President Gotabaya Rajapaksa of Sri Lanka imposed a state of emergency in the island nation on Saturday, a day after angry protesters demanded his resignation over the country’s present economic crisis.
Tomorrow, a statewide protest has been scheduled as the country struggles to pay for imports, resulting in shortages of a variety of items, including petrol. Sri Lanka’s economic troubles are attributed to successive governments’ failure to diversify exports, relying instead on traditional income sources like as tea, textiles, and tourism, as well as a habit of purchasing imported items.
Two officials told Reuters on Saturday that Indian traders have begun packing 40,000 tonnes of rice for immediate transport to Sri Lanka, the first big food aid since Colombo obtained a credit line from New Delhi.
The 22-million-strong Indian Ocean island nation is struggling to pay for basic imports after a 70% decline in foreign exchange reserves in two years prompted a currency devaluation and efforts to seek assistance from international lenders. The shipment arrives just in time for a major festival in Sri Lanka.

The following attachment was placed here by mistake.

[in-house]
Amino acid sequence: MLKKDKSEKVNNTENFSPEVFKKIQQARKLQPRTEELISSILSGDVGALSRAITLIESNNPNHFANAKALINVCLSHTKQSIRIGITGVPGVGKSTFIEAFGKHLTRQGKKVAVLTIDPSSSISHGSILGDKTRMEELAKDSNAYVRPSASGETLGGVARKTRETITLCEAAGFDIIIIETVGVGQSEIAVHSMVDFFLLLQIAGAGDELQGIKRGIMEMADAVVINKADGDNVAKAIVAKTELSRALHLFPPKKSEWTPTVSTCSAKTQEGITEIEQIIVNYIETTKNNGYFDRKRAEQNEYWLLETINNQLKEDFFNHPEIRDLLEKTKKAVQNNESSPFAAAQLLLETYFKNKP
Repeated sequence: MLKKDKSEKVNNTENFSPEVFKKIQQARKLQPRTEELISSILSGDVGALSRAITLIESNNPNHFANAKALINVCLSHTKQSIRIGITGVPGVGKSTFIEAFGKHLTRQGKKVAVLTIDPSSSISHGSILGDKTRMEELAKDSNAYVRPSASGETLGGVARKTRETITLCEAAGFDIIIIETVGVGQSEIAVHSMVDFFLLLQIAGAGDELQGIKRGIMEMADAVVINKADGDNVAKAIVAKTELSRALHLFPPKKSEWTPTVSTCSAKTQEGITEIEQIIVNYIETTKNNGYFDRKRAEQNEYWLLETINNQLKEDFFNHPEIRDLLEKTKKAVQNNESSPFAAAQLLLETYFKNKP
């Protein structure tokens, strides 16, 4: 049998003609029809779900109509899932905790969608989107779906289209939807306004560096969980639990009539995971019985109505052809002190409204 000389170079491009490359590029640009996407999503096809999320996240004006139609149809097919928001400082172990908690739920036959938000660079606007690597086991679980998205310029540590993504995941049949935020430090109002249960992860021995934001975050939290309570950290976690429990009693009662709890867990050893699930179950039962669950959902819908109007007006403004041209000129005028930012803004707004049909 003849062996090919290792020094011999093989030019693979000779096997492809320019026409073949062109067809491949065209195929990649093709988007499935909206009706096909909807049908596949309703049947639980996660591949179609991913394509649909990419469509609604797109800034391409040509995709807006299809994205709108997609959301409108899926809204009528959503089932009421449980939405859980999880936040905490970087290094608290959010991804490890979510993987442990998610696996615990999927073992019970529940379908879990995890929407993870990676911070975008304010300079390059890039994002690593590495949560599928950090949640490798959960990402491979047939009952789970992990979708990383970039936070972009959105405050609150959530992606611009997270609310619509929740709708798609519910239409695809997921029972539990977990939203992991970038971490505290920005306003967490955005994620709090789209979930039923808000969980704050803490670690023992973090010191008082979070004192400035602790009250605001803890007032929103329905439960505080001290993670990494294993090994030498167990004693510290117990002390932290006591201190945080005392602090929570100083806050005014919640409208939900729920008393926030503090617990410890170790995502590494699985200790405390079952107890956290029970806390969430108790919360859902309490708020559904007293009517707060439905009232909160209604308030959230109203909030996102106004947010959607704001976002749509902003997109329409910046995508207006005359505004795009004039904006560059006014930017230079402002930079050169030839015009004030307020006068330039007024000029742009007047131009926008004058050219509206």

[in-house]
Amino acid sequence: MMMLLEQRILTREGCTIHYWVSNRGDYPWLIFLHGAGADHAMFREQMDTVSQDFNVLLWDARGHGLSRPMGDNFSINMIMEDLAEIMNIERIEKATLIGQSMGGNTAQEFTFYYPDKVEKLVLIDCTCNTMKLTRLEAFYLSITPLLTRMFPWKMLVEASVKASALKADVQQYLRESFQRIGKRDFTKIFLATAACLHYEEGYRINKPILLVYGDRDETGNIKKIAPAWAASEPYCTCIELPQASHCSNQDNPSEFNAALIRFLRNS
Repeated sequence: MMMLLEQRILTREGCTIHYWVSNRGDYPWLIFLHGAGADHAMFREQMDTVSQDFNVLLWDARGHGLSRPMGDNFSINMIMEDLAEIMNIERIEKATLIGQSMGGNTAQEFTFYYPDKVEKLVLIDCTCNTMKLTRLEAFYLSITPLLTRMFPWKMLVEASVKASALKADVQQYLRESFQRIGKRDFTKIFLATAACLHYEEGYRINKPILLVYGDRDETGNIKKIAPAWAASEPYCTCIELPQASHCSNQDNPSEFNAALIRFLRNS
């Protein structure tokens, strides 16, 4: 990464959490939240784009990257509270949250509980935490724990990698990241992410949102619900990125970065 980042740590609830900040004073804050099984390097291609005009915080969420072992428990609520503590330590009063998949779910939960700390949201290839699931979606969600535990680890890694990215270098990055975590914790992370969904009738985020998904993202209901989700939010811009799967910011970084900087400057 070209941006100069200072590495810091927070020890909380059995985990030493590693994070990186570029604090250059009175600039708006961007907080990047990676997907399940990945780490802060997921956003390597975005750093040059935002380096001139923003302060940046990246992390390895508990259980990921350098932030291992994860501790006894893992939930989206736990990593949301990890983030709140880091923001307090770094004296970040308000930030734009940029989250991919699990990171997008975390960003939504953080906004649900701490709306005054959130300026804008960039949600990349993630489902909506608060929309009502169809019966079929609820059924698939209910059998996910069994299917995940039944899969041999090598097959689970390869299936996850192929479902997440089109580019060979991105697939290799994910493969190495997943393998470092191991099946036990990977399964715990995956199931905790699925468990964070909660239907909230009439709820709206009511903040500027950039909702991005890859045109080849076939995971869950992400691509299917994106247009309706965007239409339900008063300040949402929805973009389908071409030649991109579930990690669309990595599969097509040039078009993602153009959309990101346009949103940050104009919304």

As Sri Lanka’s leadership prepares for negotiations with the International Monetary Fund over concerns about the country’s ability to repay foreign debt, fuel is in limited supply, food prices are skyrocketing, and protests have erupted.
The Sri Lankan government has called the violent protest near President Gotabaya Rajapaksa’s mansion over the current economic crisis a “act of terrorism,” blaming the incident on “extreme groups” affiliated to opposition parties.
On Thursday, a violent protest erupted outside Rajapaksa’s home, with hundreds of people demanding his resignation for what they called his failure to solve the island nation’s worst economic crisis.
As the agitation became more violent, several persons were hurt and vehicles were set on fire. After pulling down a steel barricade near the president’s mansion, police fired tear gas and water cannons at the protesters. Several persons were arrested as a result of the incident, and a curfew was briefly imposed in most districts of Colombo.
A currency crisis in Sri Lanka has resulted in a shortage of vital items such as fuel and cooking gas, as well as power outages lasting up to 13 hours per day.
The violence, according to Tourism Minister Prasanna Ranatunga, was caused by “extreme forces” associated to opposition groups Samagi Jana Balawegaya (SJB) and Janatha Vimukthi Peramuna (JVP). The president’s life was in risk, according to Health Minister Keheliya Rambukwella, because the demonstration was staged owing to intelligence failure.